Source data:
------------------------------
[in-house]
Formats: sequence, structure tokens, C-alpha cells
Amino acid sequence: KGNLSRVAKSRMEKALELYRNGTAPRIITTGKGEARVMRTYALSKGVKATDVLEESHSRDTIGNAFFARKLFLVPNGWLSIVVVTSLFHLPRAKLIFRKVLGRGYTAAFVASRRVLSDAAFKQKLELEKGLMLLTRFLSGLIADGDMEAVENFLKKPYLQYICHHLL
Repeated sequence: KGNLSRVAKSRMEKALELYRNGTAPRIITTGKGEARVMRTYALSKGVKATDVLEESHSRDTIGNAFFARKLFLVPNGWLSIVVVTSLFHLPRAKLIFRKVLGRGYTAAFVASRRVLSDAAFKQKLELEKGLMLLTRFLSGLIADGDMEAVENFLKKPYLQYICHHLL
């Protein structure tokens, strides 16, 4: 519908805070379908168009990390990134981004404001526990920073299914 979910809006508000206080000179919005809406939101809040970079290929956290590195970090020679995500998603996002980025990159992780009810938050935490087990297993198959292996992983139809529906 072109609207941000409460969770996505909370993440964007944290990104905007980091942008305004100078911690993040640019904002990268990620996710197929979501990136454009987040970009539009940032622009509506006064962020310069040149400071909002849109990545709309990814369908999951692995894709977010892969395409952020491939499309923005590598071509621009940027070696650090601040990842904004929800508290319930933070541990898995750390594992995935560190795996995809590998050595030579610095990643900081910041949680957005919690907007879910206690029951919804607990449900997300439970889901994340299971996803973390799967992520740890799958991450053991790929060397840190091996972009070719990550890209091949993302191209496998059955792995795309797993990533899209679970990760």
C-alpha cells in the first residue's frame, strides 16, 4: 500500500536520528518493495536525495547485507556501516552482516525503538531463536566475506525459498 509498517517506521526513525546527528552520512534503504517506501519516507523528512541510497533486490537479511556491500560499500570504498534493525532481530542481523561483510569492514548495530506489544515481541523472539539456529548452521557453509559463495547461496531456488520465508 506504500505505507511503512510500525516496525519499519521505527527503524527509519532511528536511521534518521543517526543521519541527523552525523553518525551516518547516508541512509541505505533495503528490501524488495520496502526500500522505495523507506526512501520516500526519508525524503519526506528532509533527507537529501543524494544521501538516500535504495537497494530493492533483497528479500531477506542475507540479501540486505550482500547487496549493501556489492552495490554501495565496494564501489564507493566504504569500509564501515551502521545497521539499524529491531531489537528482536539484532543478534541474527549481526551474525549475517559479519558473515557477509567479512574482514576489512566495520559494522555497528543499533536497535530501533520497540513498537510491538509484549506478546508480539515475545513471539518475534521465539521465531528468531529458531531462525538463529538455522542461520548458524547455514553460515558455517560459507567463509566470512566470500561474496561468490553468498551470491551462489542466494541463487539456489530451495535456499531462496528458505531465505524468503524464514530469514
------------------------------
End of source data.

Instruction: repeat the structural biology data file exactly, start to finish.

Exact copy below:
[in-house]
Formats: sequence, structure tokens, C-alpha cells
Amino acid sequence: KGNLSRVAKSRMEKALELYRNGTAPRIITTGKGEARVMRTYALSKGVKATDVLEESHSRDTIGNAFFARKLFLVPNGWLSIVVVTSLFHLPRAKLIFRKVLGRGYTAAFVASRRVLSDAAFKQKLELEKGLMLLTRFLSGLIADGDMEAVENFLKKPYLQYICHHLL
Repeated sequence: KGNLSRVAKSRMEKALELYRNGTAPRIITTGKGEARVMRTYALSKGVKATDVLEESHSRDTIGNAFFARKLFLVPNGWLSIVVVTSLFHLPRAKLIFRKVLGRGYTAAFVASRRVLSDAAFKQKLELEKGLMLLTRFLSGLIADGDMEAVENFLKKPYLQYICHHLL
């Protein structure tokens, strides 16, 4: 519908805070379908168009990390990134981004404001526990920073299914 979910809006508000206080000179919005809406939101809040970079290929956290590195970090020679995500998603996002980025990159992780009810938050935490087990297993198959292996992983139809529906 072109609207941000409460969770996505909370993440964007944290990104905007980091942008305004100078911690993040640019904002990268990620996710197929979501990136454009987040970009539009940032622009509506006064962020310069040149400071909002849109990545709309990814369908999951692995894709977010892969395409952020491939499309923005590598071509621009940027070696650090601040990842904004929800508290319930933070541990898995750390594992995935560190795996995809590998050595030579610095990643900081910041949680957005919690907007879910206690029951919804607990449900997300439970889901994340299971996803973390799967992520740890799958991450053991790929060397840190091996972009070719990550890209091949993302191209496998059955792995795309797993990533899209679970990760």
C-alpha cells in the first residue's frame, strides 16, 4: 500500500536520528518493495536525495547485507556501516552482516525503538531463536566475506525459498 509498517517506521526513525546527528552520512534503504517506501519516507523528512541510497533486490537479511556491500560499500570504498534493525532481530542481523561483510569492514548495530506489544515481541523472539539456529548452521557453509559463495547461496531456488520465508 506504500505505507511503512510500525516496525519499519521505527527503524527509519532511528536511521534518521543517526543521519541527523552525523553518525551516518547516508541512509541505505533495503528490501524488495520496502526500500522505495523507506526512501520516500526519508525524503519526506528532509533527507537529501543524494544521501538516500535504495537497494530493492533483497528479500531477506542475507540479501540486505550482500547487496549493501556489492552495490554501495565496494564501489564507493566504504569500509564501515551502521545497521539499524529491531531489537528482536539484532543478534541474527549481526551474525549475517559479519558473515557477509567479512574482514576489512566495520559494522555497528543499533536497535530501533520497540513498537510491538509484549506478546508480539515475545513471539518475534521465539521465531528468531529458531531462525538463529538455522542461520548458524547455514553460515558455517560459507567463509566470512566470500561474496561468490553468498551470491551462489542466494541463487539456489530451495535456499531462496528458505531465505524468503524464514530469514